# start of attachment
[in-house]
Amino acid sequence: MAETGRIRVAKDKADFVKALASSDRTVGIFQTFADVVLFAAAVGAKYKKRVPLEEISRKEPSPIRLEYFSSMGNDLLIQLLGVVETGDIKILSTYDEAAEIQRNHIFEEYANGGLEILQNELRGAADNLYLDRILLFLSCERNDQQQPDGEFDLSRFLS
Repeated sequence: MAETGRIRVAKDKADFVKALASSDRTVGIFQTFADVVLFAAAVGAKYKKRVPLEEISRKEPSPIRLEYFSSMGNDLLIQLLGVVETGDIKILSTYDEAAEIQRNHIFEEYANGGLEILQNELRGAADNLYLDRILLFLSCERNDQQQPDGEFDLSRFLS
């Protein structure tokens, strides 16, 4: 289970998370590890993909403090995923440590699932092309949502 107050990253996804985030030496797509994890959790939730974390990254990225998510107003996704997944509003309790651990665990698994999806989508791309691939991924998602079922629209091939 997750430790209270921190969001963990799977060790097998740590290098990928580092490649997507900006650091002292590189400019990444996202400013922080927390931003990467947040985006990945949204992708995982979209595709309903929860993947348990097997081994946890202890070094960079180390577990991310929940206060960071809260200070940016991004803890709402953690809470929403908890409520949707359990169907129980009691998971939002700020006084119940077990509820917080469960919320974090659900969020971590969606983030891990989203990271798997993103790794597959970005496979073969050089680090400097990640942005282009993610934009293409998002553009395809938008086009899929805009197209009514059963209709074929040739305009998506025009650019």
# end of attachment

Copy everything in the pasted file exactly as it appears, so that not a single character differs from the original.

[in-house]
Amino acid sequence: MAETGRIRVAKDKADFVKALASSDRTVGIFQTFADVVLFAAAVGAKYKKRVPLEEISRKEPSPIRLEYFSSMGNDLLIQLLGVVETGDIKILSTYDEAAEIQRNHIFEEYANGGLEILQNELRGAADNLYLDRILLFLSCERNDQQQPDGEFDLSRFLS
Repeated sequence: MAETGRIRVAKDKADFVKALASSDRTVGIFQTFADVVLFAAAVGAKYKKRVPLEEISRKEPSPIRLEYFSSMGNDLLIQLLGVVETGDIKILSTYDEAAEIQRNHIFEEYANGGLEILQNELRGAADNLYLDRILLFLSCERNDQQQPDGEFDLSRFLS
């Protein structure tokens, strides 16, 4: 289970998370590890993909403090995923440590699932092309949502 107050990253996804985030030496797509994890959790939730974390990254990225998510107003996704997944509003309790651990665990698994999806989508791309691939991924998602079922629209091939 997750430790209270921190969001963990799977060790097998740590290098990928580092490649997507900006650091002292590189400019990444996202400013922080927390931003990467947040985006990945949204992708995982979209595709309903929860993947348990097997081994946890202890070094960079180390577990991310929940206060960071809260200070940016991004803890709402953690809470929403908890409520949707359990169907129980009691998971939002700020006084119940077990509820917080469960919320974090659900969020971590969606983030891990989203990271798997993103790794597959970005496979073969050089680090400097990640942005282009993610934009293409998002553009395809938008086009899929805009197209009514059963209709074929040739305009998506025009650019």